British poet, critic, and translator Arthur Symons was born in Wales and educated by private tutors. At 16, Symons moved to London, where he joined a vibrant literary community and participated, alongside poets like William Butler Yeats, in the notorious Rhymers’ Club, a group of poets and writers responsible for witty repartee anthologies such as The Book of the Rhymers’ Club (1892), in which Symons’s poems appeared. His formal poetry explores romantic love, loss, and the passage of time. Symons’s literary career was cut short by a devastating mental breakdown in 1908.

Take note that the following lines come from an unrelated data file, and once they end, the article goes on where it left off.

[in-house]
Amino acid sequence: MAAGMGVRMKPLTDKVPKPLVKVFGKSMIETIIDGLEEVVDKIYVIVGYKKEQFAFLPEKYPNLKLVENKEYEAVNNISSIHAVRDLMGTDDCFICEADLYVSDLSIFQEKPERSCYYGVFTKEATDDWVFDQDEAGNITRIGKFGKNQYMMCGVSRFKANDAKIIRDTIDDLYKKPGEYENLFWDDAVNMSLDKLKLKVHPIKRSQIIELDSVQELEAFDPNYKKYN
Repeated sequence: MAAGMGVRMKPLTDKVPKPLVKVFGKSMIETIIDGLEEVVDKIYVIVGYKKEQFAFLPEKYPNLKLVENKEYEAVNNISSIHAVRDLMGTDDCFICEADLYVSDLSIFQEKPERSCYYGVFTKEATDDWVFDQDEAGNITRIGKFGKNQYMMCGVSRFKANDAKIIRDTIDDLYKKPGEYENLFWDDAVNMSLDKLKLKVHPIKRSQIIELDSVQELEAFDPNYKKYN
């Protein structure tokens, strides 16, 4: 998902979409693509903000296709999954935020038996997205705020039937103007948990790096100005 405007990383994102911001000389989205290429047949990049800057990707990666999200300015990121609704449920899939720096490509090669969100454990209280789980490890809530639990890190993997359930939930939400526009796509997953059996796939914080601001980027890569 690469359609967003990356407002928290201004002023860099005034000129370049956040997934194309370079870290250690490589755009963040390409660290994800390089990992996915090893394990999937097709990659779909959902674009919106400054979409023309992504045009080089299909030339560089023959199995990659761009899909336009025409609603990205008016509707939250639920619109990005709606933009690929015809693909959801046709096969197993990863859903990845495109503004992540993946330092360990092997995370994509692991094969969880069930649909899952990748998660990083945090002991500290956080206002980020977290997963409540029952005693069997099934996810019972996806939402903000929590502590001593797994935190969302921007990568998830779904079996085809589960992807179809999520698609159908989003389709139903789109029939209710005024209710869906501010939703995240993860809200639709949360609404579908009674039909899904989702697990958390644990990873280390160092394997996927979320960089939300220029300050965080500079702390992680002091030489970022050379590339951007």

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"I was surprised how attached I got to my poems. I've had "Degrees of Gray in Philipsburg" memorized since my sophomore year, and whenever I get nervous or anxious about something I recite it to myself. "